A new documentary sheds light on a geopolitical crisis that still reverberates today.
I watched Iran’s Green Revolution unfold from my home in Los Angeles, the city where I grew up but not where I was born.
Being born in Iran and moving to Southern California when I was seven, my connection to Iran has always been a strong part of me. Seeing the crowds of people that took to the streets to be heard eight years ago told me the people of Iran deserve the freedom and rights that I have.
They need to have their voices heard and have a chance at peace and happy lives. This feeling of wanting to see my friends and family in Iran be free is what motivated me to make “A Dying King.”
I first came to the United States in 1976, prior to the 1979 Iranian Revolution that ended the Pahlavi monarchy and brought about the Islamic Republic.
During those last years of the Shah’s reign, my family traveled back and forth, before deciding to permanently settle in the U.S. In 1979, the impact of Iran’s revolution was always something that would impact and shape who I am.
In fact, it planted the seed of inspiration to tell my story.
Factor in my experience of watching anti-U.S. street demonstrations on Tehran streets, experiencing anti-Iran hostility in the U.S. following the taking of its embassy and the unanswered questions about the Shah’s fate, questions still remained nearly 40 years later that needed to be answered.
The Search Begins…
Prior to producing and directing “A Dying King,” from 2008 to 2011, I produced and hosted a popular call-in radio program on KIRN-AM in Los Angeles that centered on U.S./Iran politics. Through connecting with guests and experts on what was going on in Iran, I met many people with ties to my home country that also had a story to tell.
It was at this time that I met Dr. Morganstern from Cedars Sinai Medical Center, who agreed to do an interview for my radio show. Dr. Morganstern was gracious with his time in discussing, up until that point, the taboo issue of the Shah’s cancer diagnosis.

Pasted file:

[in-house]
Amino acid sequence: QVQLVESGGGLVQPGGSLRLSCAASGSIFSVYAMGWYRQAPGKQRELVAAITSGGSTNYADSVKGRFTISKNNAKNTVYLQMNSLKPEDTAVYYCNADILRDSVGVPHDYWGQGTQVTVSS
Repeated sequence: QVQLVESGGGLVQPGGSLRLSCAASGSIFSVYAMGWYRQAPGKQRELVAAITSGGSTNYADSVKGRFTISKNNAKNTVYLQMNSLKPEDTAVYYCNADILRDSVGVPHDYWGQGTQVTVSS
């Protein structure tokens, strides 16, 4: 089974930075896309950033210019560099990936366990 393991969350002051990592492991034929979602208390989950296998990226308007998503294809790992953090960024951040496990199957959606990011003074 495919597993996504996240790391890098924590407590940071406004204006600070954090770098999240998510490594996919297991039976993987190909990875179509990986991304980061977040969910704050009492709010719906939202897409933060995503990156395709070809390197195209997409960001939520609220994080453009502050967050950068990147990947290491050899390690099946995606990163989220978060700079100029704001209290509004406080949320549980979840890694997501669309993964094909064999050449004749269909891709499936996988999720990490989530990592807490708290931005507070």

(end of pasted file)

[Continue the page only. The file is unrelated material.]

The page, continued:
Our interview lasted four hours and inspired me to tell the story of the end of the Shah’s life.
“A Dying King” is the culmination of seven years of chasing shadows and trying to reconstruct a series of events that led to the removal of a monarchy and the birth of an Imamate in Iran. The King’s illness was a natural place to start. His mortality was the one tangible connection to reality that made the Shah’s motivations seem human.
This film uncovers things that have never been revealed until now, including what the Shah’s actual illness was, his diagnosis and how it was treated.
Unpacking a Mystery
During his exile, The Shah wandered hopelessly from Egypt to Morocco, the Bahamas, Mexico, the U.S, then Panama and back again to Egypt where he died furtively at the age of 60. His death had profound consequences for the future of the Middle East and the world, yet the untold medical story of the last King of Iran has to date remained a puzzling mystery.
“A Dying King” unravels the secrecy surrounding the beginning of the end of his life, starting from the onset of the Shah’s illness to the diagnosis/misdiagnosis and maltreatment. The film also exposes the main causes of the Iranian Revolution, the pursuant 444 days hostage crisis and the adversarial relations between the U.S and Iran.
From the very first image that you see “A Dying King” moves quickly, provides detail into the geopolitics of the era and is filled with intrigue and suspense.
“A Dying King” will premiere in Southern California theaters beginning Nov. 15, to be followed by a release in New York in December 8 and then expand into other cities around the nation.
The documentary will be globally distributed by Vision Films in January 2018 across all DVD and VOD platforms including Amazon, iTunes, Google Play, Hoopla and various Cable providers.
For more information about the film, please visit adyingking.com.
Bobak Kalhor is a first-time filmmaker and the director of “A Dying King.” He previously served as assistant general manager of L.A.-based radio station 670 AM KIRN.